A sing-a-long, a villain, affable sidekicks and a glut of puns; Eels, those slippery musical fish, are on fine pantomime form. Back in Glasgow just six months after performing in the city, Mr E and his merry troupe of tracksuited troubadours are on a mission to rock.
Four guitarists and a drummer put Eels in attack mode: the grind of Cancer For The Cure, the relentless electro-groan of Souljacker Part 1. There are, as in any finely co-ordinated stage shows, some sweet spots - a joyously menacing Peach Blossom, the wistful In My Dreams, a slow version of Dirty Girl and a slight but pretty Fresh Feeling.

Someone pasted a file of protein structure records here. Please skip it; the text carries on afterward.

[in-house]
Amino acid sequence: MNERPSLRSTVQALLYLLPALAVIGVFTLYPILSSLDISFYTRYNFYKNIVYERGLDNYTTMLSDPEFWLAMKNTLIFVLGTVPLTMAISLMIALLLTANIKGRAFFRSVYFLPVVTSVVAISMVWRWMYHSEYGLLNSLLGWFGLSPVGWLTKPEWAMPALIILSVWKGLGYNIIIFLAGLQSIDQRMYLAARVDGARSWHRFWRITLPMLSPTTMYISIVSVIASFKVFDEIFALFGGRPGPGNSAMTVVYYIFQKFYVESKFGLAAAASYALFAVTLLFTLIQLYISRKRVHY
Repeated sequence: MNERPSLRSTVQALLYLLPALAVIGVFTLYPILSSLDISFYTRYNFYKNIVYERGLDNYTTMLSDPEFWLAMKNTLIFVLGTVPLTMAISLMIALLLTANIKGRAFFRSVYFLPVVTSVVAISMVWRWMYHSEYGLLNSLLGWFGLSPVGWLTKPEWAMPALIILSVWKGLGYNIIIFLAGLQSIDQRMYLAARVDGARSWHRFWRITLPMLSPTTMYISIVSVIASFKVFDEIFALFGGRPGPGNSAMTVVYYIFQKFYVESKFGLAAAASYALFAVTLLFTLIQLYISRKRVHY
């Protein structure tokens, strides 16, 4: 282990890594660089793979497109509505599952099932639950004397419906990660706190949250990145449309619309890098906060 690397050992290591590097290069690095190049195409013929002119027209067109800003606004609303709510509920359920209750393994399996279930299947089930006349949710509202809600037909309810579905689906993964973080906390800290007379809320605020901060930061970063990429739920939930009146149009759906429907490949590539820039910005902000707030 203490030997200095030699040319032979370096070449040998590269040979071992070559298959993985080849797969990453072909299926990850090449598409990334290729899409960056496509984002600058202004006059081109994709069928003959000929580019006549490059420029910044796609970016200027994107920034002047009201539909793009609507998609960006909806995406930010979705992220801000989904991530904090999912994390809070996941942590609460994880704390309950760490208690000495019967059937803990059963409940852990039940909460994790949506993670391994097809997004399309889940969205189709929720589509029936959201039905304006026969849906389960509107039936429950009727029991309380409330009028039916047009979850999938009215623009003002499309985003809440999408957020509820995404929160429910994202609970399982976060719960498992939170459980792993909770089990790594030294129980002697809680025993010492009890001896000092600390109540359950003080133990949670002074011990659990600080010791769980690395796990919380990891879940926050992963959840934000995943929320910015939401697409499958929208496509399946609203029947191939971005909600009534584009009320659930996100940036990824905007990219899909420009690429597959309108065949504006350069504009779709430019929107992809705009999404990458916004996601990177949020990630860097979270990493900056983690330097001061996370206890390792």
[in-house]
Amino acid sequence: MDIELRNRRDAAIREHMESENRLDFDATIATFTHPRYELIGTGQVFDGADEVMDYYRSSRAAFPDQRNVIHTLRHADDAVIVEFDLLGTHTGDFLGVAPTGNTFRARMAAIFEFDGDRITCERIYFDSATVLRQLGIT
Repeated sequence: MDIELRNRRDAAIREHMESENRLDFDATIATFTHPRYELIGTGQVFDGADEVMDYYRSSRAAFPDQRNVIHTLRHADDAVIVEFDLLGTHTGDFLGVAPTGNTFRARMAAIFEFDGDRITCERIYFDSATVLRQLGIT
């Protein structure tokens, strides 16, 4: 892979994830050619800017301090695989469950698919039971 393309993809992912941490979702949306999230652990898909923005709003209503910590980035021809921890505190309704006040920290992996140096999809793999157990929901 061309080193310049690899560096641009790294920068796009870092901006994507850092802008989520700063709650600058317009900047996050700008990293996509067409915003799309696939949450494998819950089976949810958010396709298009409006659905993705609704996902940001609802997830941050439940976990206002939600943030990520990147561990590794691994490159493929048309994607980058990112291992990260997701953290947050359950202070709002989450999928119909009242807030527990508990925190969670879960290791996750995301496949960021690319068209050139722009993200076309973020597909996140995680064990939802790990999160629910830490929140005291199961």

Of course, there is the mandatory audience participation. Each band member has their own introductory song, culminating in Let It Be E, that well-worn Beatles chorus sung from and to the stage with love.
There's no coincidence that Mr E, said quickly, sounds like misery or mystery. But the order of Eels presented tonight are jaunty, jovial, full of mischief. With an eye for detail, E has his band dressed identically. Even the guitar tech sports a beard to match those of the band. An encore mashes My Beloved Monster with Mr E's Beautiful Blues, a sad sound to older fans who loved those songs on their merits and not for their featuring on the soundtrack of Shrek.
Finally, after the lights are up, Eels return for their customary "secret" encore, Dog Faced Boy, accompanied by a troupe of dancing girls with 1940s hair and noughties moves. You cannot but admire a man who hires dancers purely for one last song, played after the most of the audience has gone. But that's Mr E. After 20-odd years and 20-odd albums you cannot but admire the man.